At birth, humans are, under normal circumstances, endowed with those who love them and are prepared to take care of them and train them. Parents are the ones who decide to have a child, no other persons do it for them. It goes without saying, therefore, that they are the ones who have contracted to nurture and take care of the child till adulthood.

There is no better place for children to acquire training in skills than at home. Fortunately, before a child is born, most parents already have skills. Parents can start by transferring these skills to their children, which work they can do most conveniently. Nobody can replace parents in doing this or do it as well.

Many modern parents in southern part of Nigeria have acquired education no less that secondary school education. Yet they lack the intuition to transmit this to their children. They are contented with sending their children to other people, the pupils’ teachers, to do the teaching for them, no matter whether they are total strangers. Sometimes, they find out that the children have acquired behaviours they do not approve of. These behaviours may be transmitted to the children for the parents by the teachers as well as other equally inexperienced children, their peers.

Parents should take caring for their offspring seriously. Even if they find it inevitable to pay someone to help them do it, they should closely monitor what is being taught their children. Parents should be prepared to make sacrifices to bequeath their children profitable education.

Secondly, modern education offers so many opportunities only if these can be utilised. In olden communities, the same person had to practice the different farming techniques, building techniques, cooking techniques and all the other techniques. Children in modern society can be prepared in life by learning all the different artisan trades even before they finish secondary education. As noted before, they have all the time. This will enrich their lives and smoothen out all the disadvantages of specialisation and division of labour.

The application of the two recommendations above can ensure productivity as well as check modern day decline in morals. No doubt it will minimise or eliminate unemployment, a stigma. It can also check youths’ restiveness.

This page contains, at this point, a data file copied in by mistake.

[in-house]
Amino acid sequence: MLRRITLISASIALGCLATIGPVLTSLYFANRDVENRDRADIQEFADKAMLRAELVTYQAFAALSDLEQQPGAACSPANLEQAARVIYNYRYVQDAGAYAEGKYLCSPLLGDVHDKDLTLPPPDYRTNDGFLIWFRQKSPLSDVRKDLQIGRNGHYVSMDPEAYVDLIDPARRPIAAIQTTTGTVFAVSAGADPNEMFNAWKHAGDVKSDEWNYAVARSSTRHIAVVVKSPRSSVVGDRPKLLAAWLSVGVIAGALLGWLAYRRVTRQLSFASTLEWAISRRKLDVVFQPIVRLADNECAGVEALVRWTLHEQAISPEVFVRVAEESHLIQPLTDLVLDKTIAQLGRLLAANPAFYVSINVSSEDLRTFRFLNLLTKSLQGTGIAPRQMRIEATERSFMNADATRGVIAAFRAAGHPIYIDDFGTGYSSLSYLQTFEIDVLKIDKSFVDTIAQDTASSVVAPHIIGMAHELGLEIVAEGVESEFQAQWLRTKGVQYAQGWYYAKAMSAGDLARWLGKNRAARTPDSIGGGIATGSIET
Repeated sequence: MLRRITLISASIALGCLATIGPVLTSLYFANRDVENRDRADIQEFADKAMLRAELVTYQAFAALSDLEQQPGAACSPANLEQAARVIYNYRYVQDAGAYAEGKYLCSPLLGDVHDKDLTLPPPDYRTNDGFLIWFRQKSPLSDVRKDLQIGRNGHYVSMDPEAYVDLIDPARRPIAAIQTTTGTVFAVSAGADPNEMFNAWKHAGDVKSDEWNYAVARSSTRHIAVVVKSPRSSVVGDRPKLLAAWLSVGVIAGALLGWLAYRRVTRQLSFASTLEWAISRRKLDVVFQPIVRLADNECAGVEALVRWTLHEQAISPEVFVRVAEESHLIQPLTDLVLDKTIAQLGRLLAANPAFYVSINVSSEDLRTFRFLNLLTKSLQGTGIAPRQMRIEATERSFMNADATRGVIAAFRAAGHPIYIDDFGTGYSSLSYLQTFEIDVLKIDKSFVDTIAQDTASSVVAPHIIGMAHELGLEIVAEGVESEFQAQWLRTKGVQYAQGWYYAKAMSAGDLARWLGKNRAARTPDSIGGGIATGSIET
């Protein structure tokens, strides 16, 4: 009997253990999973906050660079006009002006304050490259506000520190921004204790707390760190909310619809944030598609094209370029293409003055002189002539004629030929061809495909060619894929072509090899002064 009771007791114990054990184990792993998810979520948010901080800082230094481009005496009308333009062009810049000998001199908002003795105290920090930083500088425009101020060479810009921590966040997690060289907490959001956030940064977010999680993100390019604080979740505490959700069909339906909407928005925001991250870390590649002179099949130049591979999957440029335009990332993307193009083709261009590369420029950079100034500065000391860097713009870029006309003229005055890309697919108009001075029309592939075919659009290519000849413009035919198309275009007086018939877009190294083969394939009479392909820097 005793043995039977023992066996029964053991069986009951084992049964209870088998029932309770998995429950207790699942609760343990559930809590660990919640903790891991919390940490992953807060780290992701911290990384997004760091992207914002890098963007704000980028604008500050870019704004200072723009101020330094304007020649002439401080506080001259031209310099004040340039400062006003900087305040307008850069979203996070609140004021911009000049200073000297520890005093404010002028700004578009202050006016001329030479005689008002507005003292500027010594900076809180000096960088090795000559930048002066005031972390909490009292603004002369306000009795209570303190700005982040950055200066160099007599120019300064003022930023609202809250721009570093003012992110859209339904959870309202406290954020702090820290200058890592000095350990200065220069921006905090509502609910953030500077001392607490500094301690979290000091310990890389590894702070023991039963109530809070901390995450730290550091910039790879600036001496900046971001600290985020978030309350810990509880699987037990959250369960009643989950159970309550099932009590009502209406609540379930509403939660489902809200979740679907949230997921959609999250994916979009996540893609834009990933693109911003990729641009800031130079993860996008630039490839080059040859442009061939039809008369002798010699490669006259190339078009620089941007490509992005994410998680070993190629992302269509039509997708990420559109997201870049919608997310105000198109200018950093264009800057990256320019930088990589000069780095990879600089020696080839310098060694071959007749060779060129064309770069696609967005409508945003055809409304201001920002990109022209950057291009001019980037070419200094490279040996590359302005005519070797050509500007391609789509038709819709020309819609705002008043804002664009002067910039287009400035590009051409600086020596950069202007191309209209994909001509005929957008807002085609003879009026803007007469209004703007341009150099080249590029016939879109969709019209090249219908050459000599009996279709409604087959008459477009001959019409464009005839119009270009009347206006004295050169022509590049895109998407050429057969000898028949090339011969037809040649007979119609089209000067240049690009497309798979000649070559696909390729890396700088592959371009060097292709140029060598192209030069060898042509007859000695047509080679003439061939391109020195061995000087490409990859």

A third approach is government intervention. But this may not be left to the government alone. Those who have the means or experience to do so can establish vocational centres where job as an artisan can be learned. The school itself can do it after school hours and during holidays. Hence instead of the current practice in some schools for children to spend entire day in school, from classes to lesson, without necessarily doing better, the time can be spent teaching them to learn jobs that they will use in later life.

Fourthly, time spent in school is deemed too much. The reason for this is not far fetched. The minds of children, say less than 7 years, are not prepared unlike those older than them. To make the system more complicated, many things are taught during the otherwise long school years that are not made use of in one’s lifetime and are forgotten. The curriculum can be shortened without affecting quality of education. The curriculum of elementary 1-3 can be shortened to one academic year; the curriculum of elementary 4-6 can be shortened to another academic year. Likewise, secondary school can be shortened to 2 or 3 simple academic years. Something similar goes for tertiary school. Hence the school system will become simpler and less expensive.

As school resumes throughout Nigeria, last week and this week, for primary and secondary schools, and henceforth for tertiary schools, parents should take their roles seriously and not assume that relinquishing them will be better.

Meanwhile, another happy year of activity awaits the pupils and students. For parents, children and other students, it is more shoulders to your elbow.